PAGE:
My hearing is pretty darn acute (unlike my eyesight), but I cannot claim to be able to tell the difference. My motivation
is purely from a nostalgic craving for a tube set. Oh, the R601S does have a fourth vacuum tube that is mounted in the front
of the radio case beneath the tuning dial. It is roughly the equivalent of the old "cat's eye" light used for fine tuning. In this case,
it indicates when an FM station's signal is being properly resolved into separate right and left channels for stereo.
If you also desire to have a fine looking tabletop electron tube radio for your home or office, I can strongly recommend
Tesslor Model R-601S. It has a monaural version, the
Tesslor Model R-601 (no "s" on the end). The stereo model is fairly large at 17" x 8.5" x 7", so if
you have more limited space, the mono version will probably fit at only 12" x 8.5" x 9".
If you are anything like me, you would really like to have a look at the "guts" of the radio before making a decision
whether or not to buy it. I did not have that option, but now you do. At the risk of voiding the warranty, I opened my R-601S
and took some photos. Not only that, but to whet your appetite even more, I made a short
video showing the tubes warming up and the "cat's eye" doing its thing during tuning.
The radio's case is a thick MDF type material with a dark, smooth, rubbed-in finish. Cloth with a classic look covers
the front of the twin speakers. The tuning dial is illuminated from behind to produce a glowing, yellowish hue. Other than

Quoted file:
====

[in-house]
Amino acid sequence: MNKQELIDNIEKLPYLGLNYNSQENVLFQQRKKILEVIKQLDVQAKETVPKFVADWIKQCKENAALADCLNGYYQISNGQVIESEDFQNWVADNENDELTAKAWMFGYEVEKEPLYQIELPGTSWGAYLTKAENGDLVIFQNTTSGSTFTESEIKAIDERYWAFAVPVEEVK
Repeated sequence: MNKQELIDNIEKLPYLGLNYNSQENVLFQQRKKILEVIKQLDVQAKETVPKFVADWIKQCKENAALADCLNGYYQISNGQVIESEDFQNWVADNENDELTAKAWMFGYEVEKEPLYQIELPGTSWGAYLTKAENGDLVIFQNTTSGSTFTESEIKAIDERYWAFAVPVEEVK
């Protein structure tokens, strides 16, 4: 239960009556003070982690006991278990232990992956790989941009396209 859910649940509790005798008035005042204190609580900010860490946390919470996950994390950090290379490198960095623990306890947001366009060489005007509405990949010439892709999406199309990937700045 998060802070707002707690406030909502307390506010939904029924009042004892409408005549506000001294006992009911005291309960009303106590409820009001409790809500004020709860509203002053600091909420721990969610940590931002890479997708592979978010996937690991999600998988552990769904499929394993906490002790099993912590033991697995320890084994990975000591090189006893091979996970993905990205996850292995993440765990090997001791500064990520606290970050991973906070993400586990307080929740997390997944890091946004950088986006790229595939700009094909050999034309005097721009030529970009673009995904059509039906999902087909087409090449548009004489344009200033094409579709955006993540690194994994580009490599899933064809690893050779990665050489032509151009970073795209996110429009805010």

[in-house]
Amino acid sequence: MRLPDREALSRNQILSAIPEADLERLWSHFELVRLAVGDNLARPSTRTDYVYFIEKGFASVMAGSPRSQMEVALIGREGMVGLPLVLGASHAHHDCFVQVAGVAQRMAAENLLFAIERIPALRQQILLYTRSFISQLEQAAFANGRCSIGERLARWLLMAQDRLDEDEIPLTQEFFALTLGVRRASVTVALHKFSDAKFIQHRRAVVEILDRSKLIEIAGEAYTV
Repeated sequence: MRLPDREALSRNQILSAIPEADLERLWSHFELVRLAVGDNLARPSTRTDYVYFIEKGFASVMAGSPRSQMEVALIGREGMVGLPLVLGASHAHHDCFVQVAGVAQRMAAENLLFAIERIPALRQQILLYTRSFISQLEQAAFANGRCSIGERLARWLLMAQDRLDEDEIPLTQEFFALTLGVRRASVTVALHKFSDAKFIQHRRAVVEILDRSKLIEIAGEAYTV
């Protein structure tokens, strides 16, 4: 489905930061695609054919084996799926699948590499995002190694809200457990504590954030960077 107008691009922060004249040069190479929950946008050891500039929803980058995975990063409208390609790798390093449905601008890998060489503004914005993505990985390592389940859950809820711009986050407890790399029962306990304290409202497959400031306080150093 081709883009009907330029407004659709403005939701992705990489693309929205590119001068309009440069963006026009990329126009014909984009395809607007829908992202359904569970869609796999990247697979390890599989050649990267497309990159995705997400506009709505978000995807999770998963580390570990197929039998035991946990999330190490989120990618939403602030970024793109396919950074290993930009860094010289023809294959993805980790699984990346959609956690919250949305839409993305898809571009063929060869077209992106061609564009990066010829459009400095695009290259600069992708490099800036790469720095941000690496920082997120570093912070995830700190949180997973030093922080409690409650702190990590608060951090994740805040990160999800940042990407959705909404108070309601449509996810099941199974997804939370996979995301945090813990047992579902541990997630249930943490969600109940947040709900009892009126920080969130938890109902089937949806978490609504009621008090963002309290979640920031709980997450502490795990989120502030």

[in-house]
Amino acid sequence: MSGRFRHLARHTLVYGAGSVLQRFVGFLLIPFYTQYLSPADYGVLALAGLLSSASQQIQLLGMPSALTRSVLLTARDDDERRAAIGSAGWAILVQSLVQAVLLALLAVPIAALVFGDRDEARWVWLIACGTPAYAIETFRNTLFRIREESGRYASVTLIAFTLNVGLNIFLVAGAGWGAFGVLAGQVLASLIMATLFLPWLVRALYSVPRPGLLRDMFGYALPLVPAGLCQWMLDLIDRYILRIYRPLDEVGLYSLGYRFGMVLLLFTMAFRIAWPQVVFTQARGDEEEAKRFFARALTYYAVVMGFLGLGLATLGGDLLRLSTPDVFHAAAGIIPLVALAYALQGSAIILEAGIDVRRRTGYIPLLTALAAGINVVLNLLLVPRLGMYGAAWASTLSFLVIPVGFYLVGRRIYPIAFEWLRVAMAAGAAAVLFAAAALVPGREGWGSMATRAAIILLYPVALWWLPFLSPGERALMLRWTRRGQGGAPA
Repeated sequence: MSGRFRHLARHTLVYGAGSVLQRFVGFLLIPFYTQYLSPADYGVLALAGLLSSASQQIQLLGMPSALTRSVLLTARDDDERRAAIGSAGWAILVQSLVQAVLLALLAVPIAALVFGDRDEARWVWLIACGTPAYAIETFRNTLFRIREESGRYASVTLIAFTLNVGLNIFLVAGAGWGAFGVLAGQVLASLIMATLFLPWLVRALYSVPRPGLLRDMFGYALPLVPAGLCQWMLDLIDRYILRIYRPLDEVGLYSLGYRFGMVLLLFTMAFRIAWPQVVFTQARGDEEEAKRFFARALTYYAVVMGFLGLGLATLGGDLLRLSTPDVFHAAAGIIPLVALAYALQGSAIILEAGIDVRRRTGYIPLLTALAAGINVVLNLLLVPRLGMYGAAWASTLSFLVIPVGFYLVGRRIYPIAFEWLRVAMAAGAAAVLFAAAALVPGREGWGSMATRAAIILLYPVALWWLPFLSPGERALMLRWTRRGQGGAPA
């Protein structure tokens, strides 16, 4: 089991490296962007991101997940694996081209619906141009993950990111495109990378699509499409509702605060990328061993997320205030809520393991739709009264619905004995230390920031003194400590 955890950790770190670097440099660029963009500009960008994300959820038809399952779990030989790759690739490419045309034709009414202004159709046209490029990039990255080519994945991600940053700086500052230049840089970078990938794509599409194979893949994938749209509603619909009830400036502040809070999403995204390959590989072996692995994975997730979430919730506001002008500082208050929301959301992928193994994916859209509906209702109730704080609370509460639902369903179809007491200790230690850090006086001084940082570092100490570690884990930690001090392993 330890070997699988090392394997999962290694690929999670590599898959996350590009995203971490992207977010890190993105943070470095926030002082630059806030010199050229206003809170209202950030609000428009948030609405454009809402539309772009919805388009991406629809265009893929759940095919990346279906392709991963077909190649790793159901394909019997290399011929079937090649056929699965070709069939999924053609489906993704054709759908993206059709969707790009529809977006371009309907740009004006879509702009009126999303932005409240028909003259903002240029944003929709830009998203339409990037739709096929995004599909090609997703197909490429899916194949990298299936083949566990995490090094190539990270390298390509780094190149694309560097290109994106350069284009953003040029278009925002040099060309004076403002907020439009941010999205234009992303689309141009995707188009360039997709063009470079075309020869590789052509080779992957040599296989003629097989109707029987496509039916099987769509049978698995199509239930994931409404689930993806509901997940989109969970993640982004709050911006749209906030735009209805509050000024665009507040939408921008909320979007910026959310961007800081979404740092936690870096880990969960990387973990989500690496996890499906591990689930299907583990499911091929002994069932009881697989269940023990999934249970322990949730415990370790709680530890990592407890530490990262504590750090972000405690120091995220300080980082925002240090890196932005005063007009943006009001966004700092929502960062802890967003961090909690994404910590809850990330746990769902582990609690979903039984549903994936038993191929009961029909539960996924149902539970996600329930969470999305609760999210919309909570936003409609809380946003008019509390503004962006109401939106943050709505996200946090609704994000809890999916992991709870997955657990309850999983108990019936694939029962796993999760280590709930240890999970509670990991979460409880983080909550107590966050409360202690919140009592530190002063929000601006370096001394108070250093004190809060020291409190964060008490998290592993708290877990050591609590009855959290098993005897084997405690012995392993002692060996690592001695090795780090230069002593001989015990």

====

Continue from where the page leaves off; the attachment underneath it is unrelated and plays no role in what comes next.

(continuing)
the tuner, the only other adjustments are the on/off/volume knob and the AM/FM/FMst/AUX selector knob.
back panel is marked the following:
"This device complies with Part 15 of the FCC Rules. Operation is subject to the following two conditions: (1) This
device may not cause harmful interference, and (2) this device must accept any interference received, including interference
that may cause undesired operation."
Now there is something an authentic vintage radio would not have on it. However, it is not because Part 15 did not exist
early on. According to an article I found titled, "Unlicensed to Kill: A Brief History of the FCC's Part 15 Rules," Part 15 was established way back in
1938, but did not really get much attention until a major revision was issued in 1989 to deal with the surging popularity
of RF-generating consumer and industrial products.
Removal of the back panel requires loosening four screws to allow the retainer clips to slide inward. That helps keep
you from losing the screws. There is a fifth screw which is not captive, so the designers must have figured you can afford
to lose that one as long as the others are intact. Providing for simple removal is important because unlike the vast majority
of electronics you buy these days, there are user serviceable parts inside. That's right, the 6N2 (actually